First, some background:
The Solheim Cup is a 3-day match-play team competition between twelve women from Team USA and twelve women from Team Europe. The first Solheim Cup was held in 1990 and has been played in alternate years except when it was moved to odd-numbered years in 2003. It also alternates venues between the United States and Europe. The 2017 matches were contested in Des Moines, Iowa and the 2021 event will be in Toledo, Ohio.
These 2019 matches will be played on the Jack Nicklaus designed Centenary Course at Gleneagles Scotland. The course is not far from the town of Stirling where Mary Queen of Scots was born. Mary Queen of Scots is considered the first woman golfer. She played in France with “cadets” carrying her golf clubs. That’s the origin of the word “caddie.”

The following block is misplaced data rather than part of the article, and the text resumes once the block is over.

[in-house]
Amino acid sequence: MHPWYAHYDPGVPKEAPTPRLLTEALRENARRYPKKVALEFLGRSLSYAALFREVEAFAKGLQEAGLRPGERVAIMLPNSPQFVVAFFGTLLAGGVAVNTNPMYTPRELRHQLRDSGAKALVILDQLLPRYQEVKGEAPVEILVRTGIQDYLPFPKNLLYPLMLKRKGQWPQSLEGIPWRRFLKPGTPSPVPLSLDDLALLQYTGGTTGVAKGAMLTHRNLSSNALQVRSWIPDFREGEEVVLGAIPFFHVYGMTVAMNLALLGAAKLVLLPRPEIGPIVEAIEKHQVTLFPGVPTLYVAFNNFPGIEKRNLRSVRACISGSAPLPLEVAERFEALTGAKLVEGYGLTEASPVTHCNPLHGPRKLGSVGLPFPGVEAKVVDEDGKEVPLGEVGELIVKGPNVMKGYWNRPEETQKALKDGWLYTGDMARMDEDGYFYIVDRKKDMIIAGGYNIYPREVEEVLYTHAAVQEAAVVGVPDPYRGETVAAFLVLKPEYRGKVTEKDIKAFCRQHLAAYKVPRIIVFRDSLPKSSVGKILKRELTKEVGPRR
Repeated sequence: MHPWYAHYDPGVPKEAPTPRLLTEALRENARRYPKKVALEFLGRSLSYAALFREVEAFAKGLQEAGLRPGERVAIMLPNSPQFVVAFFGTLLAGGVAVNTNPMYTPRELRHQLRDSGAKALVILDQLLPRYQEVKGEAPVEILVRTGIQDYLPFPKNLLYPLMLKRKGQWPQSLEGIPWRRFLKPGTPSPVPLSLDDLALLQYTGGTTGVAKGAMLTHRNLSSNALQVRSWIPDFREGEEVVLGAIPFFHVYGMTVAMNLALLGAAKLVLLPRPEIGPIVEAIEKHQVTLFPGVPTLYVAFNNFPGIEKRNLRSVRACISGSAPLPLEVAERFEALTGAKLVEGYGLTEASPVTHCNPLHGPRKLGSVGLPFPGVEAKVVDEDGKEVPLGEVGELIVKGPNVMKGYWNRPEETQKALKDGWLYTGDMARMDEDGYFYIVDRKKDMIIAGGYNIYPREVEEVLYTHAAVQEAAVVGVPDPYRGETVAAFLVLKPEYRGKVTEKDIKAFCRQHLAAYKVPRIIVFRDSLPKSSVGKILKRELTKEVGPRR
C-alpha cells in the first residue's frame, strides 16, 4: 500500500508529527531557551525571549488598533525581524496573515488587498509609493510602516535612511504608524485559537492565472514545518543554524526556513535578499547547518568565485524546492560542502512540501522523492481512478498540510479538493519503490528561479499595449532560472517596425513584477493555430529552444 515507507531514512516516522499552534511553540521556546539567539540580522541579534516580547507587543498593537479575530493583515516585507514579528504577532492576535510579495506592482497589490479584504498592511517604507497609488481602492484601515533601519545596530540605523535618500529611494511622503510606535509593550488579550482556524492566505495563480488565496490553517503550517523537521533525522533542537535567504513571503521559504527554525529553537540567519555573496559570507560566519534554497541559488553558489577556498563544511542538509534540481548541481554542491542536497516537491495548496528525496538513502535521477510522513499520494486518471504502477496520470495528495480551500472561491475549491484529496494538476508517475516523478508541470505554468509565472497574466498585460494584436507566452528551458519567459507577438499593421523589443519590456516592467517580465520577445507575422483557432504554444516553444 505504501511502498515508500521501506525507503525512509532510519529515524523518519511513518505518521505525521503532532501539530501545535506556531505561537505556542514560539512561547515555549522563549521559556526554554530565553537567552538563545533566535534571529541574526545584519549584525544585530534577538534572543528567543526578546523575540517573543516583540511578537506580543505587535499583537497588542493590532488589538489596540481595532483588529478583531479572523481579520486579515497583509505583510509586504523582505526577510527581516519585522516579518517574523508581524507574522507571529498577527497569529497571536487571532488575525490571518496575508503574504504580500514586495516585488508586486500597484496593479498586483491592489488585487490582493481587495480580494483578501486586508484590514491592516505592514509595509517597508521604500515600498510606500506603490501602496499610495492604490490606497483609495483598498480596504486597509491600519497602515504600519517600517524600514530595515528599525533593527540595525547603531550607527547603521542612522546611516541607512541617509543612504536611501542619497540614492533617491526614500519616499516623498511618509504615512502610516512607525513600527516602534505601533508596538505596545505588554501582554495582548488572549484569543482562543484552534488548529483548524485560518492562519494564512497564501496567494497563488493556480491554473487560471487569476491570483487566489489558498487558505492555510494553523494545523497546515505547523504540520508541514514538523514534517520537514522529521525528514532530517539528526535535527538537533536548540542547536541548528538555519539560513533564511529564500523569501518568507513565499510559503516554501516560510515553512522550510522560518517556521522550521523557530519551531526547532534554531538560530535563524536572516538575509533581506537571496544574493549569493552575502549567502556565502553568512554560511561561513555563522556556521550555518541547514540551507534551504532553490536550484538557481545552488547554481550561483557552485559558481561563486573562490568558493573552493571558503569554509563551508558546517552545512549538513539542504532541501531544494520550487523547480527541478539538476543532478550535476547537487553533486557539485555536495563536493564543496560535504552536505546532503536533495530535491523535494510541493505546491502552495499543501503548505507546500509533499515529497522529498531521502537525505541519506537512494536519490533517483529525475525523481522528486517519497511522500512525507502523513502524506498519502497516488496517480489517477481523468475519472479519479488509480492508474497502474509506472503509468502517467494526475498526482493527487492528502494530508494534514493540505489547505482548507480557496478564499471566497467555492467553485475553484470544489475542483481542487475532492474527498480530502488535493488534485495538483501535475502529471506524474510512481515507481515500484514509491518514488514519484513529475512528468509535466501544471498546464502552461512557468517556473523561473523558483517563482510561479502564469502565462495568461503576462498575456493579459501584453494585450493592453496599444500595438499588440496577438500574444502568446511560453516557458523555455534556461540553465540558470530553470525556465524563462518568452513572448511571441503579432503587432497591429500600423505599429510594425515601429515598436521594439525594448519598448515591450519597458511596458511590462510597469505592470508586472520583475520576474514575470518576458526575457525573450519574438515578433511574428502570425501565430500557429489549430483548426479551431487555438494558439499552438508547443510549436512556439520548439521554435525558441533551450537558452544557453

The Solheim Cup takes its name from the generous gift of Louise and Karsten Solheim, the founders of PING golf.
Here are the Solheim Cup formats for competition:
There are three “match play” formats used in the Solheim Cup.
On Friday and Saturday morning, the format is “Foursomes,” commonly called Alternate Shot in America. On Friday and Saturday afternoon the format is Fourballs (referred to commonly as “best ball”). On Sunday – the final round, the format is singles.
Foursomes [Alternate Shot] — each player in the twosome alternates shots with her teammate and hits the same ball. Which means there will be four players but only 2 balls in play.
Afternoon: Fourballs – The best score of each partnership is used for the team score. With this format, there will be 4 balls in play on each hole.
Sunday Singles – The final round will include 12 one-on-one matches (12 points to win or lose).
Players do not know who they are competing against until the Captains announce the daily roster for the matches. There is a great deal of strategizing by each Captain about who plays well together AND the order of play.
Team USA needs 14 points to retain the Cup. Team Europe needs 14.5 points to regain the Cup.
Every day will be exciting. Stay tuned.